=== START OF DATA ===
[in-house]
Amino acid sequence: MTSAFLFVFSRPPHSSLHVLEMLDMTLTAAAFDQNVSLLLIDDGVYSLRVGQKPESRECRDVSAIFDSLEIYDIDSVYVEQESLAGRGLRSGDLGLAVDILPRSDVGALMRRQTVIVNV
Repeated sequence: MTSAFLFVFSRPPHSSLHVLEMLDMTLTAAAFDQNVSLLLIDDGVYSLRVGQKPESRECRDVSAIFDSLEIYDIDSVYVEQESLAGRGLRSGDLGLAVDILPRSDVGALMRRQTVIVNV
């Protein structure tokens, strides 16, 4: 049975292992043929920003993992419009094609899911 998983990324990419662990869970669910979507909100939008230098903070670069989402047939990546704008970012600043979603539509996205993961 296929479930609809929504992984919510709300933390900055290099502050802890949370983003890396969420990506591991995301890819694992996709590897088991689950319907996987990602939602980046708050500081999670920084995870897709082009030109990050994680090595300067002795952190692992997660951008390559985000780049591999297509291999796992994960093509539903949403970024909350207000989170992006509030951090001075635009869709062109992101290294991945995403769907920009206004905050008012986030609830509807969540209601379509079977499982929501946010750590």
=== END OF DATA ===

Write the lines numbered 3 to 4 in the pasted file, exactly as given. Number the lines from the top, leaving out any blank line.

Repeated sequence: MTSAFLFVFSRPPHSSLHVLEMLDMTLTAAAFDQNVSLLLIDDGVYSLRVGQKPESRECRDVSAIFDSLEIYDIDSVYVEQESLAGRGLRSGDLGLAVDILPRSDVGALMRRQTVIVNV
């Protein structure tokens, strides 16, 4: 049975292992043929920003993992419009094609899911 998983990324990419662990869970669910979507909100939008230098903070670069989402047939990546704008970012600043979603539509996205993961 296929479930609809929504992984919510709300933390900055290099502050802890949370983003890396969420990506591991995301890819694992996709590897088991689950319907996987990602939602980046708050500081999670920084995870897709082009030109990050994680090595300067002795952190692992997660951008390559985000780049591999297509291999796992994960093509539903949403970024909350207000989170992006509030951090001075635009869709062109992101290294991945995403769907920009206004905050008012986030609830509807969540209601379509079977499982929501946010750590």